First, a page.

[show abstract][hide abstract] ABSTRACT: The development of modern surgical simulators is highly challenging, as they must support complex simulation environments. The demand for higher realism in such simulators has driven researchers to adopt physics-based models, which are computationally very demanding. This poses a major problem, since real-time interactions must permit graphical updates of 30 Hz and a much higher rate of 1 kHz for force feedback (haptics). Recently several physics engines have been developed which offer multi-physics simulation capabilities, including rigid and deformable bodies, cloth and fluids. While such physics engines provide unique opportunities for the development of surgical simulators, their higher latencies, compared to what is necessary for real-time graphics and haptics, offer significant barriers to their use in interactive simulation environments.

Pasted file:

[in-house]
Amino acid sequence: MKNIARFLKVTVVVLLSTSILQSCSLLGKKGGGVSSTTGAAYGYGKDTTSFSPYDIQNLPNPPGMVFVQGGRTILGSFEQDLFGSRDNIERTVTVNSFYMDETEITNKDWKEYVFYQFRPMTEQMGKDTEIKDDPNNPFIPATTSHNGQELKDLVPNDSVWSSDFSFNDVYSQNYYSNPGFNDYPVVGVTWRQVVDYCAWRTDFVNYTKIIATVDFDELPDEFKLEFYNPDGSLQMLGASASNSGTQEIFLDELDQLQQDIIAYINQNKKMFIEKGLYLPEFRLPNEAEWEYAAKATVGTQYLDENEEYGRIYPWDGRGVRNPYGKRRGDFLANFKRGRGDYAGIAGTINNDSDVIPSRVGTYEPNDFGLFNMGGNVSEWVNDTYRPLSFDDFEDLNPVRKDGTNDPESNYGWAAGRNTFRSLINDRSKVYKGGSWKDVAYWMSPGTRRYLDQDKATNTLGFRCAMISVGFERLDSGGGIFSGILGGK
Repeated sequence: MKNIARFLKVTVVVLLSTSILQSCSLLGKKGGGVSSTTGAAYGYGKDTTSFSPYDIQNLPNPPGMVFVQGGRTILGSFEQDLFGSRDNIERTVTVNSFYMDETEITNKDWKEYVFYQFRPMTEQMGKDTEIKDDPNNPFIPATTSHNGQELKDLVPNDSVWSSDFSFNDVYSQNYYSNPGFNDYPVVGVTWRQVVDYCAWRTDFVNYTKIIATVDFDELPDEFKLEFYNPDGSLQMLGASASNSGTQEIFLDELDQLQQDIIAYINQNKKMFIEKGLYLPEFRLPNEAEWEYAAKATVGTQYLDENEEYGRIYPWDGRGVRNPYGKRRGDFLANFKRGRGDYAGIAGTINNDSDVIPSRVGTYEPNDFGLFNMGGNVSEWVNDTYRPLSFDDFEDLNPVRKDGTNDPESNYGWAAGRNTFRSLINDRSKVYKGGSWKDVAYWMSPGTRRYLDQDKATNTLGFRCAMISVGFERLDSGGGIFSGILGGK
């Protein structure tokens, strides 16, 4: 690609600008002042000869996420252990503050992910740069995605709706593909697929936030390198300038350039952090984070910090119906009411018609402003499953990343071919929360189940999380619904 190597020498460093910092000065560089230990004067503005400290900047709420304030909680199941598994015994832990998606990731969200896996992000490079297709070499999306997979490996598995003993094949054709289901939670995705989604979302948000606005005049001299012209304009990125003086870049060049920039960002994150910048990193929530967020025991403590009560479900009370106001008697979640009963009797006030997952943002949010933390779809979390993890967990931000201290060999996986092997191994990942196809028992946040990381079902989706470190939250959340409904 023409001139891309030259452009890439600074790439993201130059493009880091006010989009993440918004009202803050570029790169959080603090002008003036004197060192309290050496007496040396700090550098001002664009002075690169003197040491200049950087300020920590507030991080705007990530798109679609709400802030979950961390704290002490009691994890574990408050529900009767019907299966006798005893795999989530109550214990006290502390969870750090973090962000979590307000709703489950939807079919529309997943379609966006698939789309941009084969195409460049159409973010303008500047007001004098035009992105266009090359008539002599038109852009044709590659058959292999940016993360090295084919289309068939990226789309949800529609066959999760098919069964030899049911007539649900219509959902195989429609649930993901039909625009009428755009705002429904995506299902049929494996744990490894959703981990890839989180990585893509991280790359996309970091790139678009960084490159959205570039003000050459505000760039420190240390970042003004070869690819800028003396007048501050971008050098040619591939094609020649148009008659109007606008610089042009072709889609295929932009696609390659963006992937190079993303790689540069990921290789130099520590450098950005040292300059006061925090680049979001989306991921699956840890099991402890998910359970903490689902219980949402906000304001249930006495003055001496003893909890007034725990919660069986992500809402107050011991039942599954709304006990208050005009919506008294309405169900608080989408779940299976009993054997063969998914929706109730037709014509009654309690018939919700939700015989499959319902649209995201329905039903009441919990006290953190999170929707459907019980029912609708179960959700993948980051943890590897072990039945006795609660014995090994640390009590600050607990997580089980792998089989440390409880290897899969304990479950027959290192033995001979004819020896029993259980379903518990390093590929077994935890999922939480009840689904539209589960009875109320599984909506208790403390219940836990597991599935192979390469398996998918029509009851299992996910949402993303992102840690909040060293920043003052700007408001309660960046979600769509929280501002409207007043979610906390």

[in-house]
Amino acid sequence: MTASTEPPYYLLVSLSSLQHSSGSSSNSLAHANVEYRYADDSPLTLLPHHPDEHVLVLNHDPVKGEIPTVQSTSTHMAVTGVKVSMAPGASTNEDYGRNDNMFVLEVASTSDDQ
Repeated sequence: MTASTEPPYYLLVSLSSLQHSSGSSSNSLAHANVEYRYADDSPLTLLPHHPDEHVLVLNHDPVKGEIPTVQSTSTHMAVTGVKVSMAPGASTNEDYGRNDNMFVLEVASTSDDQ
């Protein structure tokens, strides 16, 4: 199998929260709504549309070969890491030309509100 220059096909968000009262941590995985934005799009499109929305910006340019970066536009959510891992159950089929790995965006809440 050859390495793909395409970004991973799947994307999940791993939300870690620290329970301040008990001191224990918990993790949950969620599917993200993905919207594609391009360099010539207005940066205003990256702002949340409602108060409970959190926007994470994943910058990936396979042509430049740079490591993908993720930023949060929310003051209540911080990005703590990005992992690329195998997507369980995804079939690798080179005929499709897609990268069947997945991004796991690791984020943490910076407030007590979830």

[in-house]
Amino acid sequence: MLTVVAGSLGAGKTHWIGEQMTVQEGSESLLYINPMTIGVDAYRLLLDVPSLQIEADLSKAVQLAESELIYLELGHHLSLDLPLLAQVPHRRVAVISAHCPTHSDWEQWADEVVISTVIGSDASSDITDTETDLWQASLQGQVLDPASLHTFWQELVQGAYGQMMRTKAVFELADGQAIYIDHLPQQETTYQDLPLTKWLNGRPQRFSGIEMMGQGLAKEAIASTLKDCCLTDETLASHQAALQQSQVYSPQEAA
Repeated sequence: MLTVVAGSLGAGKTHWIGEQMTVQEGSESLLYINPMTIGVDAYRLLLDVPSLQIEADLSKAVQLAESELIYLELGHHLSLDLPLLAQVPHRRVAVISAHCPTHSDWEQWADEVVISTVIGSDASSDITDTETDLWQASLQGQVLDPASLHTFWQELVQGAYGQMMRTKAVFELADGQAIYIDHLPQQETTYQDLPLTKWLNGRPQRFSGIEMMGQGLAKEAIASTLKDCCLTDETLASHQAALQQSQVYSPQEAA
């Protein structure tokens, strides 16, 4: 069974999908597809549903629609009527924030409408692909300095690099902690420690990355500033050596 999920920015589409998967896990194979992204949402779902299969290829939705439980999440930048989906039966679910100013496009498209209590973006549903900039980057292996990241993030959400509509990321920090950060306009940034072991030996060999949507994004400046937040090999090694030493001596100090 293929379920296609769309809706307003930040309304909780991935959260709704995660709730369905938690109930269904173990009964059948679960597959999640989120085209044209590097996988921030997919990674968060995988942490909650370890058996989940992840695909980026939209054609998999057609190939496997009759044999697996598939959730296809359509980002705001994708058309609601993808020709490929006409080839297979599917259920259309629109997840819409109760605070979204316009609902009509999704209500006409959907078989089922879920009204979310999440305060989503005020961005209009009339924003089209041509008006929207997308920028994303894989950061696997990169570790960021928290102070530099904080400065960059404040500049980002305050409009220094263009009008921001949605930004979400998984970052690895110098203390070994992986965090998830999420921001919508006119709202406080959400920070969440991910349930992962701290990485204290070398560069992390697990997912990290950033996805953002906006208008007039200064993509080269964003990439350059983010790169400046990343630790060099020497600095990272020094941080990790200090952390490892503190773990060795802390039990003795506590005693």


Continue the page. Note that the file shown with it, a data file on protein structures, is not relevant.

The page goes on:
In this work, we propose solutions to this problem and demonstrate how a multimodal surgical simulation environment may be developed based on NVIDIA's PhysX physics library. Hence, models that are undergoing relatively low-frequency updates in PhysX can exist in an environment that demands much higher frequency updates for haptics. We use a collision handling layer to interface between the physical response provided by PhysX and the haptic rendering device to provide both real-time tissue response and force feedback.
Our simulator integrates a bimanual haptic interface for force feedback and per-pixel shaders for graphics realism in real time. To demonstrate the effectiveness of our approach, we present the simulation of the laparoscopic adjustable gastric banding (LAGB) procedure as a case study.